The clock was ticking on the 72-hour ceasefire between Israel and Hamas that has brought relief to millions on both sides after a month of fighting killed nearly 1,900 Palestinians and 67 people in Israel, mostly soldiers.
    
Egyptian officials, who brokered the truce that began on Tuesday, were working against the clock to persuade both sides to agree a long-term deal.
    
"Indirect talks are ongoing and we still have today to secure this," an Egyptian official said when asked whether the truce was likely to be extended.
    
"Egypt's aims are to stabilize and extend the truce with the agreement of both sides and to begin negotiations towards a permanent agreement to cease fire and ease border
restrictions," he said, according to the BBC.
    
Israel has agreed to extend a ceasefire that ended a month of fighting in Gaza beyond a Friday deadline, an Israeli official said.
    
"Israel accepted an unconditional 72-hour cease fire, and is willing to extend an unconditional cease-fire," the official was quoted as saying by a media outlet.
    
Israeli officials said the country has offered to extend the three-day ceasefire in Gaza which began on Tuesday.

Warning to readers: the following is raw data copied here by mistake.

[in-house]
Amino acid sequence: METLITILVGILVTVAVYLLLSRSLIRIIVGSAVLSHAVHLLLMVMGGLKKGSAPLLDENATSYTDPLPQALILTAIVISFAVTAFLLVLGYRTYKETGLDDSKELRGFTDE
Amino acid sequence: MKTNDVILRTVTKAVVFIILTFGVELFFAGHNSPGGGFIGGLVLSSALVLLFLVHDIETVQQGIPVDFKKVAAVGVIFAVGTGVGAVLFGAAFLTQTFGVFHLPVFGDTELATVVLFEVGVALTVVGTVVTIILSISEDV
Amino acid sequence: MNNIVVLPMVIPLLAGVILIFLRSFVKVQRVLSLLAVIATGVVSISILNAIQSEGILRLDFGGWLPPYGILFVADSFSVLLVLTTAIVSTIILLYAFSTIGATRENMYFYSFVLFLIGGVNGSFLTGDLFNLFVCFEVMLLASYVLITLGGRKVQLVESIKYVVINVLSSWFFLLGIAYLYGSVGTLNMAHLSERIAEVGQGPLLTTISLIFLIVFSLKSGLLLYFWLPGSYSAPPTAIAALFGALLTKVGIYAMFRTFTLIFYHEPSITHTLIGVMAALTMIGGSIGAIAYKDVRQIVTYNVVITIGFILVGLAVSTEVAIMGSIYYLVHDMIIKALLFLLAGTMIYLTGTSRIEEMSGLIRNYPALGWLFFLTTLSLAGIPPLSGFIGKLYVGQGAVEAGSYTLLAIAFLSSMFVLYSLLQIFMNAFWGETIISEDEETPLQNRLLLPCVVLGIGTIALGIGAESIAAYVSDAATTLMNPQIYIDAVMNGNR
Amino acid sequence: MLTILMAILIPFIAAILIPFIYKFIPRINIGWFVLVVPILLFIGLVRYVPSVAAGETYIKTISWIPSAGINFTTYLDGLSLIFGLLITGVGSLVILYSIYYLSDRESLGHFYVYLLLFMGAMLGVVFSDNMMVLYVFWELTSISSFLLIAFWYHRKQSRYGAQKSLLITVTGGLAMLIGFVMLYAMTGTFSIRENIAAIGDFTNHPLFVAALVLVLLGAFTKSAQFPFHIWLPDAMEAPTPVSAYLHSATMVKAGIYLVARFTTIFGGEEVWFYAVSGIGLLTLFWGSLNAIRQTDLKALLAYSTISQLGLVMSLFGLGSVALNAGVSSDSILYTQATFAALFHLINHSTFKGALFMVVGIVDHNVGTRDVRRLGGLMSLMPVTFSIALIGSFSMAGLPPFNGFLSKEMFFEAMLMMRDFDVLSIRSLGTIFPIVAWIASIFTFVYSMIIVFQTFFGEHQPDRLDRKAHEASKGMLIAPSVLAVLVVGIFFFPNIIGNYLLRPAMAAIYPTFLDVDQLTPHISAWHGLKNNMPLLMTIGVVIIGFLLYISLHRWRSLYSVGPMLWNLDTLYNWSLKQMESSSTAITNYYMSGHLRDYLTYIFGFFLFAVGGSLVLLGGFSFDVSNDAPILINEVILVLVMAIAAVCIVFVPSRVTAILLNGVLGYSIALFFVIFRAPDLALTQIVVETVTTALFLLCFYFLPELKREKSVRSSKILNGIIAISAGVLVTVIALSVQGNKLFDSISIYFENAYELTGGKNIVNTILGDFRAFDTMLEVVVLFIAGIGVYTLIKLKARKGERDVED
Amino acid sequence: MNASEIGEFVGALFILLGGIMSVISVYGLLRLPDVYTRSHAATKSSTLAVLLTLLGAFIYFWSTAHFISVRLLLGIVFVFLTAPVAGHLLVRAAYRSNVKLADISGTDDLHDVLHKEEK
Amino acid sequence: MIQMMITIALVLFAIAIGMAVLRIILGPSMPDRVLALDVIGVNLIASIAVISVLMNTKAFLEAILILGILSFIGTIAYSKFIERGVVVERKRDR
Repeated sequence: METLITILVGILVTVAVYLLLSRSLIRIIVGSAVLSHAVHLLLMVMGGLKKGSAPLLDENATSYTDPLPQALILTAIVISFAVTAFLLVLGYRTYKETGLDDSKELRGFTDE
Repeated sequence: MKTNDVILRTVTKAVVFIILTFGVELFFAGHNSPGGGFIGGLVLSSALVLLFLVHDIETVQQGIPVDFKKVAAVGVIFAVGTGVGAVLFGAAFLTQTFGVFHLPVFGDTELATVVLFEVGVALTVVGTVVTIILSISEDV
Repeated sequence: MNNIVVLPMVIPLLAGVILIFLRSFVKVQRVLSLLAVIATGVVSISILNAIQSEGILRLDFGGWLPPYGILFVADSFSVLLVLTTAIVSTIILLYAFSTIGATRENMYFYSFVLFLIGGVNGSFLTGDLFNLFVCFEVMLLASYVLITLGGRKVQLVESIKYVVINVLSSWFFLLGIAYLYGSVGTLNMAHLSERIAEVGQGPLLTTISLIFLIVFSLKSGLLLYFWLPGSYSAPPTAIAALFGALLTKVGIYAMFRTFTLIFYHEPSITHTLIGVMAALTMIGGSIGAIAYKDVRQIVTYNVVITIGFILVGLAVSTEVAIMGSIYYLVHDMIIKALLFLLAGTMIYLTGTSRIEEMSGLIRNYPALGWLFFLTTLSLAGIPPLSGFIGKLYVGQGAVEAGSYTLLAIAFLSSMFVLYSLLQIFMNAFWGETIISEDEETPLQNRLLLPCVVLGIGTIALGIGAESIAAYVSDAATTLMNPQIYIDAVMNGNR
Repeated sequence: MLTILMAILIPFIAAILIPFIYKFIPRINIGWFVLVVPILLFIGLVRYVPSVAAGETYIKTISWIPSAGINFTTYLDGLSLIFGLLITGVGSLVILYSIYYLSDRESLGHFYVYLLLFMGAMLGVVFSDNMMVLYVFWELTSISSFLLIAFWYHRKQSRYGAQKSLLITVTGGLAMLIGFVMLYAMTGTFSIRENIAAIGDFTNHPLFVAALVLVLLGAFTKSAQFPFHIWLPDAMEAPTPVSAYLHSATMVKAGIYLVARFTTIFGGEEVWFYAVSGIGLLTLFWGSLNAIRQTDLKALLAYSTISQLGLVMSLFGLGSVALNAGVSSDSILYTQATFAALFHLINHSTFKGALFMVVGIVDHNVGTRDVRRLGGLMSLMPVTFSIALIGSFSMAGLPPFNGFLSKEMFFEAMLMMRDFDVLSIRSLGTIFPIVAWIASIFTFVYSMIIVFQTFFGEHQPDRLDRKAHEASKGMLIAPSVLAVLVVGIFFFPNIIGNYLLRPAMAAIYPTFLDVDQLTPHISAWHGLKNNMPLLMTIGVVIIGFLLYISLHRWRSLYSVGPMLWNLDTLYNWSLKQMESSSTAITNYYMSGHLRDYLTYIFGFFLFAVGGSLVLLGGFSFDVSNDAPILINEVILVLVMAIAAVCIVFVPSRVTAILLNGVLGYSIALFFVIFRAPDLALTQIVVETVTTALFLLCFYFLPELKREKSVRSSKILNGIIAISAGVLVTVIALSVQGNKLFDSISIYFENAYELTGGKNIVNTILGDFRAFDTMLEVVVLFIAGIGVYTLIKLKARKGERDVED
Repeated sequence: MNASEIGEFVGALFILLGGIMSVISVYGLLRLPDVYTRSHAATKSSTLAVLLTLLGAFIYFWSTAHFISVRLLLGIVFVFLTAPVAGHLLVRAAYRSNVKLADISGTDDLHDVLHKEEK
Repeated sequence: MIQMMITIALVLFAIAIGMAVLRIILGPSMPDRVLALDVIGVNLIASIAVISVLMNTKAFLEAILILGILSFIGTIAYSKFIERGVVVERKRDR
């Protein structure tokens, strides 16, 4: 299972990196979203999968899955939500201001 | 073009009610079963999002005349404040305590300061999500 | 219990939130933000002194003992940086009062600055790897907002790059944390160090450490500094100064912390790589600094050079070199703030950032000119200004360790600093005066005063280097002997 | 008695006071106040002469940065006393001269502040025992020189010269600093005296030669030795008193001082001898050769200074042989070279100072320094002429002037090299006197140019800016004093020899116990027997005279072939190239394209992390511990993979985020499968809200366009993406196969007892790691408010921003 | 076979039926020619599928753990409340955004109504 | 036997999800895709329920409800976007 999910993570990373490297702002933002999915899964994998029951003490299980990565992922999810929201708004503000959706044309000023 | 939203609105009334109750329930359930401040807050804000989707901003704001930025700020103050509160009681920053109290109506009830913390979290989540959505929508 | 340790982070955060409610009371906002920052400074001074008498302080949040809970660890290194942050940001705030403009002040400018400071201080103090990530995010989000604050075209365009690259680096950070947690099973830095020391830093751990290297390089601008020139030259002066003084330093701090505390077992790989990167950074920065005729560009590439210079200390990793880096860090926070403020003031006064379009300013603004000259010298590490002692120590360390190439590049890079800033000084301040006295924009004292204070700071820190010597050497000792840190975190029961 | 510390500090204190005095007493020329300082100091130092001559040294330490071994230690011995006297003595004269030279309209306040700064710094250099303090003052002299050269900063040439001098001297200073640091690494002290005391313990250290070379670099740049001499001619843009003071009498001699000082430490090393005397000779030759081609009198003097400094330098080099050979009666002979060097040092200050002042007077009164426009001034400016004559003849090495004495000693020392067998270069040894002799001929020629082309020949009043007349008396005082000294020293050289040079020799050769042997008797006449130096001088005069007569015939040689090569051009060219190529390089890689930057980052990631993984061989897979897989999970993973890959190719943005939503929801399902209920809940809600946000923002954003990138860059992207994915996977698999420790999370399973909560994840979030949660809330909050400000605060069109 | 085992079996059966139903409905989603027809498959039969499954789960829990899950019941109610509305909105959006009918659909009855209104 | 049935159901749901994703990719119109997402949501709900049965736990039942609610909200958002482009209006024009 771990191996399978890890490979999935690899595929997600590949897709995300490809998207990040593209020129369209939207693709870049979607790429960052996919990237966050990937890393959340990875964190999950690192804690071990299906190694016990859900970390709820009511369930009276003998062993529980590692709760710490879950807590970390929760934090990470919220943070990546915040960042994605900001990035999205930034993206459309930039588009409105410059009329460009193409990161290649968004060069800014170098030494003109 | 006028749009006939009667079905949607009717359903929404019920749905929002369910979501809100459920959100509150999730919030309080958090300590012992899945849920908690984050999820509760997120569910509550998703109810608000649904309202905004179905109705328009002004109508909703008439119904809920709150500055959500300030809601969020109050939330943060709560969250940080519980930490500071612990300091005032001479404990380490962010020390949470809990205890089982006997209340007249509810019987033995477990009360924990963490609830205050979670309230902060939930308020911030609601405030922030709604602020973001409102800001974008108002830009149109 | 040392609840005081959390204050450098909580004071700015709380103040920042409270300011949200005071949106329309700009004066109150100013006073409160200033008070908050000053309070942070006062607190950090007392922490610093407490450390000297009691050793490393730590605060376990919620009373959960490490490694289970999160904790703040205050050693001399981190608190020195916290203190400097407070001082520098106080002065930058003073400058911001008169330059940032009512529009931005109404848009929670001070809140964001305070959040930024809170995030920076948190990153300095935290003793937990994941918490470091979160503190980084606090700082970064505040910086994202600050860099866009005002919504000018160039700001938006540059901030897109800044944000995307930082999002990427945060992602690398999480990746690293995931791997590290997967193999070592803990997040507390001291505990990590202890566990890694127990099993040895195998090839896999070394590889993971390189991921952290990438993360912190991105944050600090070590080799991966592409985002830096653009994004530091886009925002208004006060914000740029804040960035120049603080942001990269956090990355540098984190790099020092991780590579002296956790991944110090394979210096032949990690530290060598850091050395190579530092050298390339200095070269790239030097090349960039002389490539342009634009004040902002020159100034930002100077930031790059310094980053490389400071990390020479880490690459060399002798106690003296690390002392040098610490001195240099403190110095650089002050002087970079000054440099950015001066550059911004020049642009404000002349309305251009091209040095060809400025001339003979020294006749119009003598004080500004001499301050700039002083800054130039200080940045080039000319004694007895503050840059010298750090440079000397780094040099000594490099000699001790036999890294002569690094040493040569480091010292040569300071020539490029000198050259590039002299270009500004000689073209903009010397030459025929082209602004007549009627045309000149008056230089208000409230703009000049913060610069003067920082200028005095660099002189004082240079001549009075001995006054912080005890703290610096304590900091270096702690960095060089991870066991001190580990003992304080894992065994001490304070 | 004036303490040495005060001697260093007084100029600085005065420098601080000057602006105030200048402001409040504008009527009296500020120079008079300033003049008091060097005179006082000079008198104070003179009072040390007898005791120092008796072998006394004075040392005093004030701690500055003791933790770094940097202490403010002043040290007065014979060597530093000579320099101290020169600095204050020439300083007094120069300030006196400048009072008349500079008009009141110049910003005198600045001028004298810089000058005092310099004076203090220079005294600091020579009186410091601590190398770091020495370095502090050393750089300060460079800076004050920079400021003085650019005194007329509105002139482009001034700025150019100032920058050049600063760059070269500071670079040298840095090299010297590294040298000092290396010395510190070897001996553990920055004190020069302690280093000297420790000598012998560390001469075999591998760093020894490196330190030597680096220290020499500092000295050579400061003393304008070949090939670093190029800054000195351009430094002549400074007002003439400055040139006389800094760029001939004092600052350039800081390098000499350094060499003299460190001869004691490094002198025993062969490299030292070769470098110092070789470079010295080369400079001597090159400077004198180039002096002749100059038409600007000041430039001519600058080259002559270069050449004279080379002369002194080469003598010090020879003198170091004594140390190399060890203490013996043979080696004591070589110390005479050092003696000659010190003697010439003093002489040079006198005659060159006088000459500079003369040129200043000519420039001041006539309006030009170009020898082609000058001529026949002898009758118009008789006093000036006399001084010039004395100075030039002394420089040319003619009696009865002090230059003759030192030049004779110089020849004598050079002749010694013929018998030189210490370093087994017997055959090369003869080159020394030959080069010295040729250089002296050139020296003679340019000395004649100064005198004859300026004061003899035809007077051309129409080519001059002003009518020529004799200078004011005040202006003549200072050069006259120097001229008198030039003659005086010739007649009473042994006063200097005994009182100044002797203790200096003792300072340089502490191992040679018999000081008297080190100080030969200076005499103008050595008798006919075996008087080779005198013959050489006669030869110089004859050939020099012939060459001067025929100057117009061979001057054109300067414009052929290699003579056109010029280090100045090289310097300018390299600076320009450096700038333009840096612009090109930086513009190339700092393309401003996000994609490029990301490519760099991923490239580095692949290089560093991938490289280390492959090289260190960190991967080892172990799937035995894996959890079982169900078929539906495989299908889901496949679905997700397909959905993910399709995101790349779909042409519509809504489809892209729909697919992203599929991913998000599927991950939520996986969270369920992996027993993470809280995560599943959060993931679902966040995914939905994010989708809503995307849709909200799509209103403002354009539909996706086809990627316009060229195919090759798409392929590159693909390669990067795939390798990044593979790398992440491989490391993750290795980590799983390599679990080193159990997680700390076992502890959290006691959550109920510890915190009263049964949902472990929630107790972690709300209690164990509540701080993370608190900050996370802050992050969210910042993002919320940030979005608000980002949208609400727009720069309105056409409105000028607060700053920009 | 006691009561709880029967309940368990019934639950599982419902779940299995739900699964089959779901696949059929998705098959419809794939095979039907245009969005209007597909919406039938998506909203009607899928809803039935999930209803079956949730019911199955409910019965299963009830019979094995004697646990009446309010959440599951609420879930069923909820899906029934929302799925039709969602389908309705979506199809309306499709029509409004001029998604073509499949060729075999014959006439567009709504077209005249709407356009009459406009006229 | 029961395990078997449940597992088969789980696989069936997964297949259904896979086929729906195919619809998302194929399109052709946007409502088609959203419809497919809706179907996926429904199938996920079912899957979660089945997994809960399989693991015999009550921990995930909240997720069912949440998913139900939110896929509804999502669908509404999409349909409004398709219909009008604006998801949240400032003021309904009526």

But Hamas deputy leader Mussa Abu Marzuq, part of the Palestinian delegation taking part in Egypt-mediated talks in Cairo, denied that there was yet any agreement on the extension of the ceasefire.
    
"There is no agreement to extend the ceasefire," he wrote on Twitter.
    
"Any news about the extension of the truce is unfounded," Hamas spokesman Sami Abu Zuhri said.
    
Hamas also warned last night that it would resume its attacks on Israel unless Jerusalem accepts all Palestinian demands, first and foremost being the lifting of the siege and release of prisoners who were rearrested in the West Bank.
    
Hamas official Izzat al-Risheq said, "We haven't received a reply to our demands. Our fingers are still on the trigger."
    
Hamas also held its first public rally since a cease-fire with Israel and vowed to never give up its arms and continue to fight for the lifting of the blockade of Gaza.

"We are ready to return to the battle if the Palestinian demands are not met in Cairo," Hamas spokesman Mosher al-Masry told a crowd of supporters waving the group's green flags.
    
The main Israeli demand for a long-term agreement is the demilitarization of Gaza. That is highly unlikely to be accepted by Hamas, which considers itself a resistance movement and refuses to lay down its arms, the BBC said.
    
Hamas and the other Palestinian factions are meanwhile demanding an end to the blockade of Gaza and the freeing of prisoners released in exchange for Gilad Shalit in 2011 who were recently re-arrested. So far, there has been no response from the Israelis.

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